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Brain IL-6- and PG-dependent actions of IL-1β and lipopolysaccharide in avian fever

M. Marais,1 S.K. Maloney2 and D.A. Gray,1 1School of Physiology, The University of the Witwatersrand, Johannesburg 2183, South Africa and 2School of Biomolecular, Biomedical, and Chemical Science, The University of Western Australia, Crawley, WA 6009, Australia.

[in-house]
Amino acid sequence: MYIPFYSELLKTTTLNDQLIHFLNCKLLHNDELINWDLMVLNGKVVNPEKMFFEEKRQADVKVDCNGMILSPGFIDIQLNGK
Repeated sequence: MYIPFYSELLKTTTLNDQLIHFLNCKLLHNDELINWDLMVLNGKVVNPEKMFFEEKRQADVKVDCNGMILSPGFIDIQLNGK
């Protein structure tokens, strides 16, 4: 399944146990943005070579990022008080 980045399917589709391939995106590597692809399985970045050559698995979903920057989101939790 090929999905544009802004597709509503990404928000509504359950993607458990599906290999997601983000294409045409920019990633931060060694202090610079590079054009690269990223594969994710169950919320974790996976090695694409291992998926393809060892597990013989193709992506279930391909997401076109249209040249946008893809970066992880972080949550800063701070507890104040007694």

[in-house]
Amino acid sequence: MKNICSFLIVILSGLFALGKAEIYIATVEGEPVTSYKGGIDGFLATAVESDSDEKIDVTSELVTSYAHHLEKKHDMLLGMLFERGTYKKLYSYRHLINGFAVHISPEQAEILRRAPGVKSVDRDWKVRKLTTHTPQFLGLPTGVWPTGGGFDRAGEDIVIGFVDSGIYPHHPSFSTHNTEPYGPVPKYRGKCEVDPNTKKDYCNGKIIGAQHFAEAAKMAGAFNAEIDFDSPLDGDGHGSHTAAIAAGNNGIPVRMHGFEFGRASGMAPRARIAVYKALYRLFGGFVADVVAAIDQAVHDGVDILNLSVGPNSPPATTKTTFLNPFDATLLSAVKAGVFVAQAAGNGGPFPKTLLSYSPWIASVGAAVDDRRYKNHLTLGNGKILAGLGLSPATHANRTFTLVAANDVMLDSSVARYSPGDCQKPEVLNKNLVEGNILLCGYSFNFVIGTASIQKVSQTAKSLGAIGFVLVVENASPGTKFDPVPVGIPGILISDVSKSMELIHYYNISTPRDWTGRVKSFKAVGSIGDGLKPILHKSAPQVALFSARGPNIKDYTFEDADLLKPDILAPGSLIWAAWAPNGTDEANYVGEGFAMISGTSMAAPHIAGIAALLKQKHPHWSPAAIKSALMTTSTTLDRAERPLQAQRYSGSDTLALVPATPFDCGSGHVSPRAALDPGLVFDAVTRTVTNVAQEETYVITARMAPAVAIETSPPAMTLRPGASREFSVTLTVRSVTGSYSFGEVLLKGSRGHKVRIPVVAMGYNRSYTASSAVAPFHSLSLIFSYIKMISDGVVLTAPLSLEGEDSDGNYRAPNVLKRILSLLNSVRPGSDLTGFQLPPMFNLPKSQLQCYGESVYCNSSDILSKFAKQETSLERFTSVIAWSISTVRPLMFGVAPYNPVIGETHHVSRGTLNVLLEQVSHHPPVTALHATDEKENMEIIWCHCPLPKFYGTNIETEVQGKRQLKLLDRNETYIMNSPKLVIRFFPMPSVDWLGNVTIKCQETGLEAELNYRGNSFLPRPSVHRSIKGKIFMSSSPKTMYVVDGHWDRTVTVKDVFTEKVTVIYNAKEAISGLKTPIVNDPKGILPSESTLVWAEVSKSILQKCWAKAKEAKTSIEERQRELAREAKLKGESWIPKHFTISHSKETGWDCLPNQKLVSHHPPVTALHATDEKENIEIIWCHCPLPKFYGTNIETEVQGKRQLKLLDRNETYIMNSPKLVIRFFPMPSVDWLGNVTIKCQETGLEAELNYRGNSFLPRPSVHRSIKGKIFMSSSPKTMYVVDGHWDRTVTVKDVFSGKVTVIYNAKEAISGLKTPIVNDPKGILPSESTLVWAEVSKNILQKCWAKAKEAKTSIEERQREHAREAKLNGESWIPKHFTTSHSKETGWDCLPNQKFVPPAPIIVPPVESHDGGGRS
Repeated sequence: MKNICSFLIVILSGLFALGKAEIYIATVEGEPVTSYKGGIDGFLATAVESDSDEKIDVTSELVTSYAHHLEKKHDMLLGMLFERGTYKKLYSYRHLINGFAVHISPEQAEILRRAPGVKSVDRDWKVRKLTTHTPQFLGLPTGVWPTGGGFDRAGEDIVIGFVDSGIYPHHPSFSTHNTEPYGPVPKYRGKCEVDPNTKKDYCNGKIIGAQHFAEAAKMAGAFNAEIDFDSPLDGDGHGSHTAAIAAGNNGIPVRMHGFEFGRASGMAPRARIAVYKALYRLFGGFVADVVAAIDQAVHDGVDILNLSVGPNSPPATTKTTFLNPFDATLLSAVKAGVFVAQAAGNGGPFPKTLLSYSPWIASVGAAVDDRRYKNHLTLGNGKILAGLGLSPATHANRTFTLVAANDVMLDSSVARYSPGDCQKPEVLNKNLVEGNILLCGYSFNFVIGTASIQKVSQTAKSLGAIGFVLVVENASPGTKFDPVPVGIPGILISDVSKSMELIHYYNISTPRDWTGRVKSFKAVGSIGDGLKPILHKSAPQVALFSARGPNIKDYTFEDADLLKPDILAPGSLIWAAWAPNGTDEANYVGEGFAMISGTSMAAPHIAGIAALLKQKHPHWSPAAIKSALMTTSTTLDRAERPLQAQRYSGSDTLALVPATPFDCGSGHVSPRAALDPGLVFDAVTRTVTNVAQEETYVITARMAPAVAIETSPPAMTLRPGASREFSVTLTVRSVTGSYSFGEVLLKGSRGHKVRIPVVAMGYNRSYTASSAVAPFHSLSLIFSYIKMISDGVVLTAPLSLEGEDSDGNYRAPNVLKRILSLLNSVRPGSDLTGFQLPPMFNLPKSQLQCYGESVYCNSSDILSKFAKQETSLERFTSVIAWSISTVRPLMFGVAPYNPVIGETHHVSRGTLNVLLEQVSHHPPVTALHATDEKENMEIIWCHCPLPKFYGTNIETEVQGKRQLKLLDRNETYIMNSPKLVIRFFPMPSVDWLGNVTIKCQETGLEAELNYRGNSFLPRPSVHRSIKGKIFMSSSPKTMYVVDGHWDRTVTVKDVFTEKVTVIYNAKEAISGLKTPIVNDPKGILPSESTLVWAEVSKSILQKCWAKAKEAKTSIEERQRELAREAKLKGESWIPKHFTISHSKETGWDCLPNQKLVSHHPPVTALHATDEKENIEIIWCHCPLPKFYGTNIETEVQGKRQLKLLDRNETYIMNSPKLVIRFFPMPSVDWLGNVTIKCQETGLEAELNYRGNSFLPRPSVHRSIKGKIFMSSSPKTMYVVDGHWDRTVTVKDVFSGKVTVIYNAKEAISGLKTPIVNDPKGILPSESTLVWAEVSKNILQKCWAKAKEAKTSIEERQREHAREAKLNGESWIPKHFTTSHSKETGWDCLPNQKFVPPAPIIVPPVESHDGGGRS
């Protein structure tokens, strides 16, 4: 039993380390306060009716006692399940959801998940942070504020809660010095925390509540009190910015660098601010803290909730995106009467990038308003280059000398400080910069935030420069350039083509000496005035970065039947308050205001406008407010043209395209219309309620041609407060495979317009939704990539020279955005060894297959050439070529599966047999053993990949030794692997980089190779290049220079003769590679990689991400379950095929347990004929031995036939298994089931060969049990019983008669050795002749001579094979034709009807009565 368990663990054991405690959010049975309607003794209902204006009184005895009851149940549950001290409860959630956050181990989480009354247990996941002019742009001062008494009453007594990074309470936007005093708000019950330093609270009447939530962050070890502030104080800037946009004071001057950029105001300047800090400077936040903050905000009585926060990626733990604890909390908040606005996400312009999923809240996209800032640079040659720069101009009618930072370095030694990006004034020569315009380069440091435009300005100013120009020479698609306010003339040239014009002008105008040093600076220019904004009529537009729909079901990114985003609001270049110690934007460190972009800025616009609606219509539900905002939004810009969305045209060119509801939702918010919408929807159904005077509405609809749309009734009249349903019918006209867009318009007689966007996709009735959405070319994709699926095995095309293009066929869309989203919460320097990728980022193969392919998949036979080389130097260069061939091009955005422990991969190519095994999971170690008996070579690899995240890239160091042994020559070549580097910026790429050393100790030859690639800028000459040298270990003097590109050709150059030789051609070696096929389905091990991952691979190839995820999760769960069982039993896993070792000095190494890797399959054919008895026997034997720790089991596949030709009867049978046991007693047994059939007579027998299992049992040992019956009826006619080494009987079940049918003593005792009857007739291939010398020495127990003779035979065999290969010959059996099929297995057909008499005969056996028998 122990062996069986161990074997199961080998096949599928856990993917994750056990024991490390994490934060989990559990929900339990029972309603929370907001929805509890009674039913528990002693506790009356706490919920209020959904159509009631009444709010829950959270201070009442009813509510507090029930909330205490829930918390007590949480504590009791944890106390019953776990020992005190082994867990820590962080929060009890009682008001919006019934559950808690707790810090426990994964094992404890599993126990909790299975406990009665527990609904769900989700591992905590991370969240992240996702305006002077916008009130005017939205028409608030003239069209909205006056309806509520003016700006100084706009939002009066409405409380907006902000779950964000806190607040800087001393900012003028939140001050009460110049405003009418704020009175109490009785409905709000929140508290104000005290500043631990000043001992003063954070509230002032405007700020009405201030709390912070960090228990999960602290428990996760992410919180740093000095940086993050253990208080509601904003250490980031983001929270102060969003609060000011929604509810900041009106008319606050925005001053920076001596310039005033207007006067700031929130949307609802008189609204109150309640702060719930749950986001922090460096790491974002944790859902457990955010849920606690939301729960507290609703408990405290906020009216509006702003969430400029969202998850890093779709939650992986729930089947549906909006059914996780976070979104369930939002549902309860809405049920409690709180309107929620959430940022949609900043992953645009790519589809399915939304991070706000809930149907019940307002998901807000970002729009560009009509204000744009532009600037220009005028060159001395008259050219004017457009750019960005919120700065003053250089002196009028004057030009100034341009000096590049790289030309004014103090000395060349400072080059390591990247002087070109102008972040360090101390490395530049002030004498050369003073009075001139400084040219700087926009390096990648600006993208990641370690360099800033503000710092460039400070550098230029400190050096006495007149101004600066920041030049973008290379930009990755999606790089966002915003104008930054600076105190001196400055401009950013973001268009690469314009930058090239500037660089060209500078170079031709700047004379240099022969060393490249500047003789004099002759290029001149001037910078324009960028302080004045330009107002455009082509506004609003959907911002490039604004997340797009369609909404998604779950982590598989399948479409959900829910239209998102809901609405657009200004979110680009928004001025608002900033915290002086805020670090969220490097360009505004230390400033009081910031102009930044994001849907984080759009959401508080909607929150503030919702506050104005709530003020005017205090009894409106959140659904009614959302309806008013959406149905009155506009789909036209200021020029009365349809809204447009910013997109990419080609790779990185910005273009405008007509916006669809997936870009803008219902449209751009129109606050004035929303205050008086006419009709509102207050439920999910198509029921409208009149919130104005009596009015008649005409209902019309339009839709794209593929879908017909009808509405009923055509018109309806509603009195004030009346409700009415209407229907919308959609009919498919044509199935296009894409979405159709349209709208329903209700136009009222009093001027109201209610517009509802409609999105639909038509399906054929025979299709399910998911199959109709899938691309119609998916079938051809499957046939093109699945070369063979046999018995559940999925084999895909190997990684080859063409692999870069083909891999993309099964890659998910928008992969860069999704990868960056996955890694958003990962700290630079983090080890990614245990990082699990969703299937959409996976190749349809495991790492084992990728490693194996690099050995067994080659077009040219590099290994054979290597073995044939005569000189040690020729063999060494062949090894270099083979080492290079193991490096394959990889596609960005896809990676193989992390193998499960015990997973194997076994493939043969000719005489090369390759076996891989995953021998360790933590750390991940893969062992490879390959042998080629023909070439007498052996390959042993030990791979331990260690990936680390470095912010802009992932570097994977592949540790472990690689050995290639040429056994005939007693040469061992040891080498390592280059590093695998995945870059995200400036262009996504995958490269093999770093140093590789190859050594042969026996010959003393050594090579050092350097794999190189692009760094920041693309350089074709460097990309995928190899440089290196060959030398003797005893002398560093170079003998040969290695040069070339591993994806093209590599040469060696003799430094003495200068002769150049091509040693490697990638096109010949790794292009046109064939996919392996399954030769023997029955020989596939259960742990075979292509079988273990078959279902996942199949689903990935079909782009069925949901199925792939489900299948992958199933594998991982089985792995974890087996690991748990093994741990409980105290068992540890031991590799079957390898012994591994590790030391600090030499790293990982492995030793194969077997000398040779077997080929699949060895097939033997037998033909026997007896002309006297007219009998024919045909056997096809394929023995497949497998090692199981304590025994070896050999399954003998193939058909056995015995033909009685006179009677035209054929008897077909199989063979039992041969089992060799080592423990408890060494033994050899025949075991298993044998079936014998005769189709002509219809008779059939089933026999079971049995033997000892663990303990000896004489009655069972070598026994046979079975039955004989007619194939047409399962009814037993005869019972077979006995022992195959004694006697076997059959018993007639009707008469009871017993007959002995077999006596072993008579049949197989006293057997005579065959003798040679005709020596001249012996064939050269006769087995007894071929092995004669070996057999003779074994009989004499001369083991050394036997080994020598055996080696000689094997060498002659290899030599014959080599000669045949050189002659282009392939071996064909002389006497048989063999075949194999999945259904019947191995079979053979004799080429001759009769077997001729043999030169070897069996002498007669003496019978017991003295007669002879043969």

We used avian cytokines to investigate a role for proinflammatory cytokines in the central component of avian fever. Inteleukins IL-1 β and IL-6 injected intracerebroventricularly into Pekin ducks (n = 8) initiated robust fevers of equal magnitude and duration, although there was a significant difference in the latency to a febrile response. In addition, the IL-1β -induced fever could be abolished with an intracerebroventricular injection of antibodies to avian IL-6 or an oral administration of a prostaglandin (PG) synthesis inhibitor. Our findings indicate the following sequence of events within the central component of the avian febrile mechanism: IL-1β gives rise to bioactive IL-6, which stimulates an accelerated synthesis of PGs, and these PGs then adjust the sensitivity of warm-sensitive neurons in the avian brain stem to mediate fever. Yet PGE2 was not upregulated in the cerebrospinal fluid of ducks made febrile with lipopolysaccharide. We conclude that IL-1β and IL-6 may well mediate fever by instigating an accelerated synthesis of brain-derived PG, of a class other than PGE2, or that IL-6 serves as one of the terminal mediators of the avian febrile response.